Pretty Little Liars: Season 5 – All right, I’ll admit that I shouldn’t like Pretty Little Liars: Season 5. It’s soapy melodrama wrapped around a central mystery (sometimes mysteries) that grows ever more implausible as each season goes on. But… I do. It’s a lot of fun, and if you don’t take it too seriously and let yourself get sucked into the Nancy Drew-meets-Gossip Girl aesthetic of it all, it’s a fairly enjoyable show. Sure, there are moments where the dialogue will make you cringe, but the constantly ratcheting tension and plot twists are enjoyable, even if in a cheesy way. And let’s not dismiss the complete and utter eye candy factor. (Yes, I realize these girls are supposed to be high school students, but they’re not underage in real life.) This is a show filled with incredibly hot actresses, and I’d be lying if I said that didn’t help make the show a little easier to watch. Hey, I’m not proud.
Also available on Blu-ray and DVD this week:
- I’ve never actually watched Rizzoli & Isles before, so I felt a little weird coming into Rizzoli & Isles: Season 5 with no former knowledge of the show. Especially when the season begins with the characters dealing with the death of another major character (and actor.) But the show is easy to get into, and quite enjoyable. Angie Harmon and Sasha Alexander are terrific as an odd couple police detective and medical examiner who are best friends but complete opposites. The cases are compelling, the actors have a lot of chemistry, and I found it pretty enjoyable overall.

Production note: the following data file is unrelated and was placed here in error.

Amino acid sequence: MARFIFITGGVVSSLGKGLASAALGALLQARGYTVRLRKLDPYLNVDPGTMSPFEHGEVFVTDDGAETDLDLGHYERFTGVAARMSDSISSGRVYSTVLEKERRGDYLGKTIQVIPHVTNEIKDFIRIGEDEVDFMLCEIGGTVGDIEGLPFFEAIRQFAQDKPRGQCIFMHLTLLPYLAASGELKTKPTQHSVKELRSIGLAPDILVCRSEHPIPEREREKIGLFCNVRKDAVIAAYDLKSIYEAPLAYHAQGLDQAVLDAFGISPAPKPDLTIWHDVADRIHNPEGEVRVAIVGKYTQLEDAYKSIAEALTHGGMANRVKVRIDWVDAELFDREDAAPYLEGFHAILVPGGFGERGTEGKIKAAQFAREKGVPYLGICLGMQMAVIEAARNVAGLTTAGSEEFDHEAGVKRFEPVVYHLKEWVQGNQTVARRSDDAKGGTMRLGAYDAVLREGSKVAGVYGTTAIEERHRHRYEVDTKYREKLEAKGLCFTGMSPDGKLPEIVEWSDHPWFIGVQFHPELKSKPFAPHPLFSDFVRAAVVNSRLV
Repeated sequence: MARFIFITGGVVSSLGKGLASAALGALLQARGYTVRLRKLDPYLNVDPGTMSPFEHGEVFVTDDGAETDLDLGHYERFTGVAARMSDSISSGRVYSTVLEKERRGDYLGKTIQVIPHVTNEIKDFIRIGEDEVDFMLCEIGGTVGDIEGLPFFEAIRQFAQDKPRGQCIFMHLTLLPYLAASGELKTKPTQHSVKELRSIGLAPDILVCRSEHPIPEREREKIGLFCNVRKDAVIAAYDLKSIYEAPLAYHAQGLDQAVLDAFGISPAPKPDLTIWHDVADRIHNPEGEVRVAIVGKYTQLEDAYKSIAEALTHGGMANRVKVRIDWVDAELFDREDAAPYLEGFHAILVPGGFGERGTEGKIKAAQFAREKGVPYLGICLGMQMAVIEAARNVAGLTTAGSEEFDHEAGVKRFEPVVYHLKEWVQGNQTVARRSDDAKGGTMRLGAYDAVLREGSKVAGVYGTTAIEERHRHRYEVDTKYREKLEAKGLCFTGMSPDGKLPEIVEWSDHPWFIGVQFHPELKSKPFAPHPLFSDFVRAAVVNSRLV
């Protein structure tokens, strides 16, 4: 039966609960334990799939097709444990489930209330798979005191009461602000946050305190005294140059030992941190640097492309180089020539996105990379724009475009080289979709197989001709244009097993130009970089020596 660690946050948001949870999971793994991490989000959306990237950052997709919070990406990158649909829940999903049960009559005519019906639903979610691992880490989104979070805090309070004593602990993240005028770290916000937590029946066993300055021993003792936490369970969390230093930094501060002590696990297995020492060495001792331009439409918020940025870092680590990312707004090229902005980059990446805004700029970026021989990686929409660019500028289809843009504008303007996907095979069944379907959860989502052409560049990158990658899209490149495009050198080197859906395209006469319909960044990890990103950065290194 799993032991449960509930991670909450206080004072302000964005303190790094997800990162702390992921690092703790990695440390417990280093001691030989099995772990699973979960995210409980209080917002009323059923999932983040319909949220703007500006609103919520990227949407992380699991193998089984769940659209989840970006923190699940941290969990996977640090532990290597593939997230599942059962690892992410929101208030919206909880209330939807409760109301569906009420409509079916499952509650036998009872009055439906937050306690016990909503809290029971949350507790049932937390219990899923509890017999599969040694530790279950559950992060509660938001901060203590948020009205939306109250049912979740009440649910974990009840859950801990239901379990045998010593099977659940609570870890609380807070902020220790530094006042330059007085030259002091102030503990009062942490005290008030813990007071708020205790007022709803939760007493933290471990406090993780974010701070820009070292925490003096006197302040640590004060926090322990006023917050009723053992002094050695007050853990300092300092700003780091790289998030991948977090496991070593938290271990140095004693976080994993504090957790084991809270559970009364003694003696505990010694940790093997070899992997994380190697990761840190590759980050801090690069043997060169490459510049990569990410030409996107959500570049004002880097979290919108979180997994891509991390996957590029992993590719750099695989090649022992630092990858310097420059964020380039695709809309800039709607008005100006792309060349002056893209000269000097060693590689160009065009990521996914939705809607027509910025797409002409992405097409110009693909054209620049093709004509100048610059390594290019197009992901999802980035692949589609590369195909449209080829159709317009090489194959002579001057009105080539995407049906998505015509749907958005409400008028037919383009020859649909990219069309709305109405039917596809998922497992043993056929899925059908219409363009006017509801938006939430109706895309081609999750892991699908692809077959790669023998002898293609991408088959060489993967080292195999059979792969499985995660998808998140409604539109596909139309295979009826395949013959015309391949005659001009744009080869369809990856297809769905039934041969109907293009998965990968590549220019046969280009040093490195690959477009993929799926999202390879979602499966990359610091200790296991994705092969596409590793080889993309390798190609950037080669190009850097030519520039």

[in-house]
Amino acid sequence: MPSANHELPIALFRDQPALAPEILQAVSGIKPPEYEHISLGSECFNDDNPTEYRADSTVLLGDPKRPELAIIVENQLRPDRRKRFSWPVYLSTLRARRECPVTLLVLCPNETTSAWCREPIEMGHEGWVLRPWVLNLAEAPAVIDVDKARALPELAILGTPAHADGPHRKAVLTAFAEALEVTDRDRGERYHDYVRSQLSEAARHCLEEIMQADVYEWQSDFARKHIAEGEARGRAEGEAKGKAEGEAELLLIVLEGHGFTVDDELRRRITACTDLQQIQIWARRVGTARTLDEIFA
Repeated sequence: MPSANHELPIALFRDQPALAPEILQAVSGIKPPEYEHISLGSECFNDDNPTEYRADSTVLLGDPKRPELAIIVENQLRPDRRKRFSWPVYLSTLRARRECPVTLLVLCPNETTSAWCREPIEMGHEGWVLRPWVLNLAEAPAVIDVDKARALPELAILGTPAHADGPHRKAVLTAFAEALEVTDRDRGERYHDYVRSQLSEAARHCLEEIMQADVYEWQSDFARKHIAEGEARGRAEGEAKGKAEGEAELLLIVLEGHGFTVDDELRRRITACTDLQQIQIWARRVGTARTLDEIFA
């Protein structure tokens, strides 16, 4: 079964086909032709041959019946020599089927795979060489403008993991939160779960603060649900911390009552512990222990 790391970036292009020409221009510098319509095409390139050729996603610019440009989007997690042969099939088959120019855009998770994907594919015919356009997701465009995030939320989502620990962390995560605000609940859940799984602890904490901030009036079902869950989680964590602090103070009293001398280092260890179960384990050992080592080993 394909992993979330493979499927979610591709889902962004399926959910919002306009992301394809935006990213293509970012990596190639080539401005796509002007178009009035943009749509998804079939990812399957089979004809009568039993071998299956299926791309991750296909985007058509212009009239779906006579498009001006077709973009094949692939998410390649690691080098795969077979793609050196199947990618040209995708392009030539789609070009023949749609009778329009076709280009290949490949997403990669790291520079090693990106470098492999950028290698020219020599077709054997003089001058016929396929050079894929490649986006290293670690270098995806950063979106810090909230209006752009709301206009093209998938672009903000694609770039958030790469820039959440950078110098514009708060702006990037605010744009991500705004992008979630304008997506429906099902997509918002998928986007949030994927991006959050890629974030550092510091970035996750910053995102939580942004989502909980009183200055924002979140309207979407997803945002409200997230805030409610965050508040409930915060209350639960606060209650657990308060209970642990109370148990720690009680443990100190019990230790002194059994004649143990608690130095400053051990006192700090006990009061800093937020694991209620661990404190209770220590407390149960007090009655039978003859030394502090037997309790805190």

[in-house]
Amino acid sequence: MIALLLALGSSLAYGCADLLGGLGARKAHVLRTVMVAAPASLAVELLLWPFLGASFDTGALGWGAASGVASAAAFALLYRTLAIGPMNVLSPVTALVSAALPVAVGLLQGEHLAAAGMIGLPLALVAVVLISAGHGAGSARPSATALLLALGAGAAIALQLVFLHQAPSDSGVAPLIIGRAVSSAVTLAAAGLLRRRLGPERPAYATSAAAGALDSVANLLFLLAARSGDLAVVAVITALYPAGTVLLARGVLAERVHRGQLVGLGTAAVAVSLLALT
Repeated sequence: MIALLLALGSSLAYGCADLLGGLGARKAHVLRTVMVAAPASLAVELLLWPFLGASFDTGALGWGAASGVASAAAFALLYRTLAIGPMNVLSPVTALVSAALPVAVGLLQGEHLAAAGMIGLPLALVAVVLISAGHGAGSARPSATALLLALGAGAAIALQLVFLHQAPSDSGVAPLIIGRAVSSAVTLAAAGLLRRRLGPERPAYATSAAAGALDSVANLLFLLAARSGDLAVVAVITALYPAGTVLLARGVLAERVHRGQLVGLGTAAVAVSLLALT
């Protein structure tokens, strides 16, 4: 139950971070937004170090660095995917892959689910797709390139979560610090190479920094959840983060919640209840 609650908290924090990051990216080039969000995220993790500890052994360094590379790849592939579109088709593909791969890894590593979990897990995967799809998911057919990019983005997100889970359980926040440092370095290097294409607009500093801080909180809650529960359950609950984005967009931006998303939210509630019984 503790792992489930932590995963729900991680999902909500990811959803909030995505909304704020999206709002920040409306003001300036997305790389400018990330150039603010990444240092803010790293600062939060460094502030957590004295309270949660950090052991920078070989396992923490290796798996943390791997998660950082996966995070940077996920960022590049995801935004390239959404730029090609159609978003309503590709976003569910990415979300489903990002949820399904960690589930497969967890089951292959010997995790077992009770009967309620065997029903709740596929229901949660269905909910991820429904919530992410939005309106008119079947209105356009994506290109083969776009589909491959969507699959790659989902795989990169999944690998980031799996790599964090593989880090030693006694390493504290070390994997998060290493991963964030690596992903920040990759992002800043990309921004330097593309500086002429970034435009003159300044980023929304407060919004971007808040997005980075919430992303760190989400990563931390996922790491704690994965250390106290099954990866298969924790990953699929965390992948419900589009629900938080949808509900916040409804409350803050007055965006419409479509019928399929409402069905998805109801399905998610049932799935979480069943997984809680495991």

- I love what Shout Factory’s Scream Factory imprint does, bringing cult classic horror films to Blu-ray every month, but I wish that I liked Scarecrows more than I did. I like the idea of living scarecrows that kill people for a horror film, and the visual design of the creatures in this flick aren’t bad. But the characters are unlikable, the pacing is slow, and the writing is sloppy. I’ve seen worse horror films, but this isn’t one to rush out and buy unless you’re already a fan.
- Originally produced under the title Penthouse North, Blindsided finally gets a US release (presumably due to all the attention Michael Keaton got for Birdman.) This psychological/home invasion thriller sees Michelle Monaghan play a journalist blinded in Iraq whose home is invaded my Keaton’s sociopathic bad guy, who’s in search of a stash of stolen diamonds. There’s nothing groundbreaking or new about the film, but Keaton is a lot of fun as the bad guy and Michelle Monaghan is terrific as always. Interestingly, it’s written by the same guy who wrote Lakeview Terrace and Obsession, which are all basically the same film. Worth a rental.